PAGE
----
I come not to completely bury 31, though, because there's quite a bit in it that I like. While the characters are nonexistent on the page, the performances of Sherri Moon Zombie, Jeff Daniel Phillips and (especially) Meg Foster are all very good; they sell the desperation and the shift from being frightened victims to kickass killers totally convincingly. The movie is worth seeing just for the performance of Richard Brake (who previously worked with Zombie as the ill-fated paramedic in the opening of Halloween II) as "Doom Head," the most dangerous of the killers in Murder World -- the scariest of a scary bunch. Though he mostly bookends the film, opening it with a fantastic monologue and then returning about 2/3 of the way through, he's so good that he legitimizes even the bad choices. Sure, he's mostly playing the Bill Moseley character from Devil's Rejects, but his work is so scary and powerful that he manages to completely own the movie.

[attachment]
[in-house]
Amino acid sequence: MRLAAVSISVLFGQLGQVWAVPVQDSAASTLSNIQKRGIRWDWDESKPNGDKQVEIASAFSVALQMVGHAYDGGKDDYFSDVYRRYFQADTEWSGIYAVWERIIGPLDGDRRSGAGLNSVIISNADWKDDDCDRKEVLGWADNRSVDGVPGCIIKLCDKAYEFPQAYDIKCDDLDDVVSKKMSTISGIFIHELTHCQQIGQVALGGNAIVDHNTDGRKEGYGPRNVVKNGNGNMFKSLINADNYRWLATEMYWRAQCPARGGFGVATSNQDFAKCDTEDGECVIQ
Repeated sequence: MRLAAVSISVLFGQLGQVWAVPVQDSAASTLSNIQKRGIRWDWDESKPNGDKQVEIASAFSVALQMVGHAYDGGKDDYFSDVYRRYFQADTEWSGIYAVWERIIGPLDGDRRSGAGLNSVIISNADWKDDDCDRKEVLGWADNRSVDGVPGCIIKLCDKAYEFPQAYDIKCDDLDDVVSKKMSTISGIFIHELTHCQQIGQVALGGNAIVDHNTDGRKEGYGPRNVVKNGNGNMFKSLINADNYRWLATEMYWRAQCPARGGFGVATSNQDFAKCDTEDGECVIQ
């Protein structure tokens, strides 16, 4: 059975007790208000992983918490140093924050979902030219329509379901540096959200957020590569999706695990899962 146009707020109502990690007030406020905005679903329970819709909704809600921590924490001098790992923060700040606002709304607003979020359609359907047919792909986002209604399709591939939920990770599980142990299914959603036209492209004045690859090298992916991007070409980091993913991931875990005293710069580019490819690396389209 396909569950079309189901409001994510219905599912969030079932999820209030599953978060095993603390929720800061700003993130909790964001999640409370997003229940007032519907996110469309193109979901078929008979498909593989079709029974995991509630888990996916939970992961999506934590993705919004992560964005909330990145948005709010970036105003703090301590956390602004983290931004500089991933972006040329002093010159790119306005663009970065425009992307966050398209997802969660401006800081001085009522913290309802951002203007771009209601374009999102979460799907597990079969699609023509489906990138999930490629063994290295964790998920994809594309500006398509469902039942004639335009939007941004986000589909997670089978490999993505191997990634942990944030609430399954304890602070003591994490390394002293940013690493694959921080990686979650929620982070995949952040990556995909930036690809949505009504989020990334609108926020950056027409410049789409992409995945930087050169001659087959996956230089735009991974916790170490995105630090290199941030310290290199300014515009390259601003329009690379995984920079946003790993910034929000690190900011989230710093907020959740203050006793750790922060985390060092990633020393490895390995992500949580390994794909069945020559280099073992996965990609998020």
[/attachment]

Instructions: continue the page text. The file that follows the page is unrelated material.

And as much as I may be frustrated by Zombie's preoccupation with aesthetics over anything else in 31, I also have to admit that it often looks great. Working for the first time with cinematographer David Daniel (who also shot Leprechaun: Back to the Hood), Zombie creates a number of striking, beautiful images even amidst layers of dirt, blood and greasepaint, none of which have been in short supply in his work. That more or less goes to shit during every action sequence because the camera is in too close and shaking throughout most of them, rendering them incomprehensible. The first chase sequence, featuring Pancho Moler, a little person dressed as Hitler (because a little person dressed as Hitler is, like, totally fucked up, right?), is a total drag -- poorly staged and endlessly long, devoid of any tension or investment. Things improve mid-movie with a dinner sequence that's insanely twisted and the appearance of a couple chainsaws; 31 is best when it's at its batshit craziest. That momentum, too, is destroyed with a sex scene that represents every single one of Rob Zombie's worst instincts. There are too many moments like that in 31.